Lots of good comments from readers that deserve prominence and more discussion.
First from Craig Plunkett:
“PHEV's do exist for the truck market. There is a small company on Long Island producing them. Bucket Trucks and Garbage Trucks are great targets for this technology. The CTO of Odyne at the time came to talk about them to a business group I belong to…”
In his own post about this presentation, Craig points out that PHEV garbage trucks are much quieter than their conventional equivalents. Not only is there not engine roar but the regenerating braking systems don’t make as much noise as truck brakes. I would think that there would also be a market for “pure” electrics in trucks that are heavy anyway (so batteries may not be as much of a problem) and have a predictably short route.
kent beuchert does some useful calculations:
“Actually, if you do the simple math using the DOT's graph of the distribution of commuting trips in the US, you'll find that a 40 mile ranged plug-in like the Volt would achieve 295 MPG in commuting, even without any workplace recharging occurring. This would avoid 93% of gasoline used for commuting. With 1/4 of commuters recharging at work, the fleet's MPG would jump to 397 MPG, avoiding 96% of gasoline usage.”
So why aren’t we (the collective we) doing more to move the world’s ground transportation fleet to PHEV? CJ does point out some practical concerns:
“I almost agree with you on this one. 1) The electric grid is in such poor shape that the added load of charging all these vehicles could put it over the edge. 2) Low temps effect the power output of batteries and 3) Gas electric hybrid's and their massive batteries are dangerous in a crash - both to the occupants and the emergency personnel - because disconnecting the battery no longer eliminates current flowing through the vehicle. As a member of a volunteer fire dept, there is a lot of concern over responding to hybrid's involved in accidents. The special training is just starting to hit small depts such as ours.”
Although CJ is right about the pathetic state of our electrical grid (like much of our infrastructure), I think the fact that PHEVs would be recharged mainly at night when the grid is way below peak usage mitigates this problem to a large extent (see more on this below). Moreover, having more nighttime usage for the grid improves the economics for capital improvements that need to be made anyway. The more kilowatt hours flow through a given segment, the more quickly investment in the segment can be amortized AND the less each kilowatt hour has to be burdened with depreciation.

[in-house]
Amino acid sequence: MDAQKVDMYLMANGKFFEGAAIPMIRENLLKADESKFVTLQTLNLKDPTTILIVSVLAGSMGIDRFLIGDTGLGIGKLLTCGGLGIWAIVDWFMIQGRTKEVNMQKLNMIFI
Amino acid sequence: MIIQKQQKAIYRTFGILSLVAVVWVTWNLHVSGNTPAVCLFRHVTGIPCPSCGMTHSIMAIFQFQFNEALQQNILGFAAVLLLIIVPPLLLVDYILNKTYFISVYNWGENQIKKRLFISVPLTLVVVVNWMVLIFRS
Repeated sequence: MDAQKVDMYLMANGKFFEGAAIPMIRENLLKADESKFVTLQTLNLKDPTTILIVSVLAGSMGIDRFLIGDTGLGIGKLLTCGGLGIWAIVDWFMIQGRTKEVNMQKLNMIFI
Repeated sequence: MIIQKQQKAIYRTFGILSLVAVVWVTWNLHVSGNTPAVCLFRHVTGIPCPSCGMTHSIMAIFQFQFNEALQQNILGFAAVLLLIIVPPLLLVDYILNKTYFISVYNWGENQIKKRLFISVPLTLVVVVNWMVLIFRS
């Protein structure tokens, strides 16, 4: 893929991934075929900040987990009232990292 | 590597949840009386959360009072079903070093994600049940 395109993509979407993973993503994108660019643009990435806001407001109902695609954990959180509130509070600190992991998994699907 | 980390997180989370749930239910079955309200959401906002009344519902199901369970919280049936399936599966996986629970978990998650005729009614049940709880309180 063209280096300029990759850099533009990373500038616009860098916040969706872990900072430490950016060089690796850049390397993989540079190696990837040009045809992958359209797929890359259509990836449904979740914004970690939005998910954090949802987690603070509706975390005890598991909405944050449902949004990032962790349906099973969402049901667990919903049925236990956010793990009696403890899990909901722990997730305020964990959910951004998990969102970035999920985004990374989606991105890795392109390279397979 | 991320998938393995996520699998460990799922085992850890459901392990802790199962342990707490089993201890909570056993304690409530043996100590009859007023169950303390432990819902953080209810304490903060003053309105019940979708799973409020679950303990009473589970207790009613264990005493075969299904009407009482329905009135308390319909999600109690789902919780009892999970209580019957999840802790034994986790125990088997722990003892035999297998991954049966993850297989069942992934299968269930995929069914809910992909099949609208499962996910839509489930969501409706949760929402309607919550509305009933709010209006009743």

Batteries do lose effectiveness in cold weather but the availability of the gasoline backup means that the driver isn’t stranded on a low electric mileage day.
The fire problem is an interesting one and CJ is much more qualified to comment on that than I am. Some work needs to be done here to prepare for a PHEV future.
CJ goes on to recommend fuel cell technology:
“However, there is a slightly different twist on your plugin that should be hitting the market soon from Honda (I believe). A fuel cell vehicle that will power the car without need for batteries and a gas engine, but the big advantage is that when you plug these vehicles in, they generate power. A home owner could supply their home electrical needs, or a portion of it, as well as get long range emission free driving. For businesses that have fleet vehicles, the generating benefits increase greatly. As well, small inputs into the existing grid from home power generation make the whole grid a more efficient system.”
The Honda he is talking about is the FCX Clarity which “Honda plans to lease to a limited number of retail consumers in Southern California with the first deliveries taking place in summer 2008.” The FCX Clarity is NOT rechargeable; it requires a supply of hydrogen which, in turn, requires a delivery infrastructure which doesn’t yet exist. Moreover, although water is the only tailpipe emission from a fuel cell car; hydrocarbons are usually a by product of producing the hydrogen fuel supply just a some hydrocarbons are a by product of some methods of generating electricity. IMHO, fuel cells will be part of the global answer in time, perhaps the major part – but PHEVs are a quicker fix.
In an offline communication, friend Michael Birnbaum pointed to a post on salon.com by Andrew Leonard which talks about a study published in the March issue of Environmental Research Letters which concludes that the current electrical grid in California could support one million PHEVs without additional capacity assuming that they are not recharged in peak hours of peak days.
The study does say, however:
“Even with gasoline dear at $4.00/gallon and electricity cheap at $0.05/kWh, vehicle purchasers may only find a compact car plug-in hybrid economical if its cost premium relative to an ordinary hybrid vehicle were under $2000 and if its cost premium relative to a conventional vehicle were under $3500. Such price premiums may require battery pack costs (including electronics, etc) under $650/kWh, while current battery pack prices for plug-in hybrids applications may well be in excess of $1000/kWh.”
Gas isn’t $4.00 gallon (yet) and electricity costs $.20/kWh here in the Northeast. Nevertheless, mass production should bring the cost of the battery pack down quickly to an acceptable level. The trick is to jump start the process so the battery cost can come down.